e-borders except on the border

Bertie Ahern made an important announcement this week about the impact on Ireland of Britain’s e-borders scheme.

The UK Government is putting huge resources into its e-border
control system. We have been co-operating with the British authorities
and have been kept abreast of what they are doing. They are engaged in
a ten year programme which, while changes will not be made overnight,
raises significant issues for us. After 11 September 2001 some of the
major advantages of the common travel area were lost, as passports or
photo identification became a requirement in most locations. The
potential impact of the electronic border control on the travel of
Irish citizens was discussed by the Government yesterday. We are
considering a proposed Irish border information system. That will be
the subject of a memorandum to Government next year. The British
authorities have kept us fully informed. There have been a number of
questions in regard to this, the most important being the impact on the
land border, the issue being raised this morning.  There are no plans to introduce any controls on the land border between North and South. (Oireachtas)

I have been to trying to tease out the implications of this for some time, and there are three ways it could work out in practice.

1. E-border controls between UK and the Republic of Ireland including the land border.

This would be in line with the basic logic of the e-borders scheme, but would be strongly resisted by Irish nationalists, and might well prove unworkable given the length of the border. It seems to have been ruled out.

2. E-border controls between the islands of Britain and Ireland.

According to Mark Devenport, this is one option that has been suggested. This was the situation that prevailed during the Second World War, as Eric Waugh notes, but it would be strongly opposed by unionists.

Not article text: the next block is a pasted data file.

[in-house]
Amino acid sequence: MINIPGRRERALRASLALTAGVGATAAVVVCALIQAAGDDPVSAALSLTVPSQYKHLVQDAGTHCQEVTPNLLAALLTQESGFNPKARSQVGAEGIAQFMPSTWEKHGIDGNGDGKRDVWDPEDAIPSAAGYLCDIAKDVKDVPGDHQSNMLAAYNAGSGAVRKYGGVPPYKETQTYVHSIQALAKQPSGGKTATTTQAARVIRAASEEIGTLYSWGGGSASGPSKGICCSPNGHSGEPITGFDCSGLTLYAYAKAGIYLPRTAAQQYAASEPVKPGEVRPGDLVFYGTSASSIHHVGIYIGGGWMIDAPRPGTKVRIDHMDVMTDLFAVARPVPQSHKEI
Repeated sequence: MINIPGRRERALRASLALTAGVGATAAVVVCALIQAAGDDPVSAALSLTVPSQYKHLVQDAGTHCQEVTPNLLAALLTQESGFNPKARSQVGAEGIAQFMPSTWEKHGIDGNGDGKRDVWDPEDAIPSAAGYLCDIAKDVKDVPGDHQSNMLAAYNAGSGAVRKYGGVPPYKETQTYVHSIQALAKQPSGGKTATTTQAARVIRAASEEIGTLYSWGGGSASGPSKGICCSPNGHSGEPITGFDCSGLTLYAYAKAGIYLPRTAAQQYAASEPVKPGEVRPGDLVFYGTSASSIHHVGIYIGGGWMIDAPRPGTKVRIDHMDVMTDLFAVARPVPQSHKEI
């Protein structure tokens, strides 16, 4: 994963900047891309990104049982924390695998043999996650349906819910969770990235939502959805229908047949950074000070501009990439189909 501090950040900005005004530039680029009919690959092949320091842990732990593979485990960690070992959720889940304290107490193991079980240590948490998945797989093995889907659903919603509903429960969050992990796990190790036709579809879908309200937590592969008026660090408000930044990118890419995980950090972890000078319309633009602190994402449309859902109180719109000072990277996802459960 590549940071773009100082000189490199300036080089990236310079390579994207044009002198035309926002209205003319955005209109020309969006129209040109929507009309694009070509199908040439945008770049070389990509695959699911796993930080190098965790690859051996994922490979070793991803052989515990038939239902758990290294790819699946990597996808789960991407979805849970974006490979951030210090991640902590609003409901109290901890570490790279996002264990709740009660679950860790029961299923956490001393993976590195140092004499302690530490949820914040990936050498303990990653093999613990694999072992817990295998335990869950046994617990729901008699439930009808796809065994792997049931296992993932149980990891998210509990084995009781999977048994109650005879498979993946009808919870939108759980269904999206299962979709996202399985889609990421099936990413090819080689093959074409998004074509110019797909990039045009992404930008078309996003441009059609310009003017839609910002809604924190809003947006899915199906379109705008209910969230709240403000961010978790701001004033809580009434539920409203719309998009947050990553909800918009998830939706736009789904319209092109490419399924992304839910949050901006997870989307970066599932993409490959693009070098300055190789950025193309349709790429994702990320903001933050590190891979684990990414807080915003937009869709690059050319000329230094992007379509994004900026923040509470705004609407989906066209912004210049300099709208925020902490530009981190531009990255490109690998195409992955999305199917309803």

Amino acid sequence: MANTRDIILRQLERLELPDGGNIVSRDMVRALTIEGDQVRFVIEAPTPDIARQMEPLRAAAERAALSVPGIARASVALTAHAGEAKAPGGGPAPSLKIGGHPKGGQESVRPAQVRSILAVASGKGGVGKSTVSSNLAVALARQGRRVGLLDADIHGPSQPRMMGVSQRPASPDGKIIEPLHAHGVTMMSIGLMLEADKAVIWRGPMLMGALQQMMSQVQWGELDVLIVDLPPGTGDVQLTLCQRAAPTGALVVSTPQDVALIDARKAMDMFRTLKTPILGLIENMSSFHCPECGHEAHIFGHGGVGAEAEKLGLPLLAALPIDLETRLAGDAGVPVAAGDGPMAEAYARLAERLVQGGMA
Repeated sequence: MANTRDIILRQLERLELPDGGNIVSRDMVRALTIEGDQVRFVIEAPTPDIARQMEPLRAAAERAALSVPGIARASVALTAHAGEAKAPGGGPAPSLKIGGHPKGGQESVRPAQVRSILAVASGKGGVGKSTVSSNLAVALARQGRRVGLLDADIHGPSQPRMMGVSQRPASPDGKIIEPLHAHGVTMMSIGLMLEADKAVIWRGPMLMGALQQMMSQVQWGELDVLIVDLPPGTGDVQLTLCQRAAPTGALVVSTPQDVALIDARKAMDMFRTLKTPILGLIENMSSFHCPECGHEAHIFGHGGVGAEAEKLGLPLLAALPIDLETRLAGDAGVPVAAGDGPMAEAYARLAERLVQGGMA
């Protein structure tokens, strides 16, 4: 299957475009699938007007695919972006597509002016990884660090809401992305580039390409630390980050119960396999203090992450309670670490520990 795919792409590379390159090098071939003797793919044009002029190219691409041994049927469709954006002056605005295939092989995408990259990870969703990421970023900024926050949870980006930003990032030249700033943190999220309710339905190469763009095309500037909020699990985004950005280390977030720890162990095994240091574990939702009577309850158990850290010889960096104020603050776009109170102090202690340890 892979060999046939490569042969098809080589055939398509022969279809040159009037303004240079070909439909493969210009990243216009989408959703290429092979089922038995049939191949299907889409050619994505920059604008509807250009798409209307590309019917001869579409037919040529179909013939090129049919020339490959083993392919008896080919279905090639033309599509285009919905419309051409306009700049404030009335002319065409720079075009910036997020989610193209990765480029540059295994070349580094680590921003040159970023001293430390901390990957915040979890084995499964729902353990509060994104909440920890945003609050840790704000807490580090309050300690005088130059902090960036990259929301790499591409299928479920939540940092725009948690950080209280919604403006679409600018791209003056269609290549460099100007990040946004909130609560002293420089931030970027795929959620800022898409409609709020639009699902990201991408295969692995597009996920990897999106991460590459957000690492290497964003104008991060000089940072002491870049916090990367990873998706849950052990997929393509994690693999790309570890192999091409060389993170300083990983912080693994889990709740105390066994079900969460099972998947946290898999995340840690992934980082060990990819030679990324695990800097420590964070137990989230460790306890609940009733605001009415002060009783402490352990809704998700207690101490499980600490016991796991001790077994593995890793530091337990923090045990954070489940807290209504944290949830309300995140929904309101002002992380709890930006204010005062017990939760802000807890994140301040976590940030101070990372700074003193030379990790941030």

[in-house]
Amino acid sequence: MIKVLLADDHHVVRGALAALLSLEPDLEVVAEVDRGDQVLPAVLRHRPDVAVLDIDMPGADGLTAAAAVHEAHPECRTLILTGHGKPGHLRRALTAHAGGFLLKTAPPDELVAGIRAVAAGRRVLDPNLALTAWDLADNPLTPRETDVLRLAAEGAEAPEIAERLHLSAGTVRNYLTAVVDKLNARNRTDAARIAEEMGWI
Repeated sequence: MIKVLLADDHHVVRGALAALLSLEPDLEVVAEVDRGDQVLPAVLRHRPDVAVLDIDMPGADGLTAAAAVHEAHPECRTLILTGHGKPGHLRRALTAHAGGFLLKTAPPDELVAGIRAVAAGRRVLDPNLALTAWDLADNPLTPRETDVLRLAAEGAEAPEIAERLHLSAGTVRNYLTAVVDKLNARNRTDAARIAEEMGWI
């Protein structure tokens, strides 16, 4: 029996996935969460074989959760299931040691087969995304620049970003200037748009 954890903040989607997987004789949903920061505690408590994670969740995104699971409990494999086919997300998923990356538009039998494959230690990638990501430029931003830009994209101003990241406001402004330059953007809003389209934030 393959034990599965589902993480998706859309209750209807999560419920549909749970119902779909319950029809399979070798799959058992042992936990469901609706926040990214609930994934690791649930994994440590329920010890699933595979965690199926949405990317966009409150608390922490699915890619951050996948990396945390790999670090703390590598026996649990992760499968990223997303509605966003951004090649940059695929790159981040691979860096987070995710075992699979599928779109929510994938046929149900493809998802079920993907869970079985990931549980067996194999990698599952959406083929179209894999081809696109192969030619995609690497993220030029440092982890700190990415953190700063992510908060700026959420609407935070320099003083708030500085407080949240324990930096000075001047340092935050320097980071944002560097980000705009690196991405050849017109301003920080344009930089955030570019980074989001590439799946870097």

3. Common e-border around Britain and Ireland.

Ths would require London and Dublin to operate a common policy with regard to travellers from outside Britain and Ireland, but would allow for free travel within Britain and Ireland. In the absence of option 1, this seems to be the preferred unionist choice. However, some nationalists would object to it as being a re-absorbtion of Ireland within the UK.

To my mind, the force of this objection would depend on how equitable any arrangement turned out to be.

Ahern’s statement would seem to suggest that option 3 is on the cards. There is no need for Ireland to adopt its own e-border scheme in response to Britain’s unless the two are intended to work jointly, as a common external e-border.

If that is the case, there is no obvious need for a second layer of e-border controls between Britain and Ireland, Indeed, what would be the point of adopting a common external e-border if there were?

Yet there has so far been no clear indication that British-Irish e-borders controls would be dropped if option 3 were adopted.

The second issue with option 3 concerns the exchange of information.  At one stage it was thought that Ireland would have to introduce identity cards in order to make a common system work.

However, the Irish Times reported in 2005 that the British wanted access to an Irish identity card database, but were not prepared to offer access to the British database in return.

Ian Paisley sought and received a specific assurance from the Home Secretary that information from the British database would not be shared with the Irish Government as part of a cross-border arrangement. Ironically, unionists are now coming round to the idea of a cross-border arrangement to prevent the introduction of e-border controls between Britain and Northern Ireland.

Any e-borders arrangement between the UK and Ireland should offer clear benefits to both countries, and any exchange of information should be on an equitable basis, it’s not yet clear that those conditions have been fulfilled.

For more on this subject, check out the debates on Slugger and Politics.ie.







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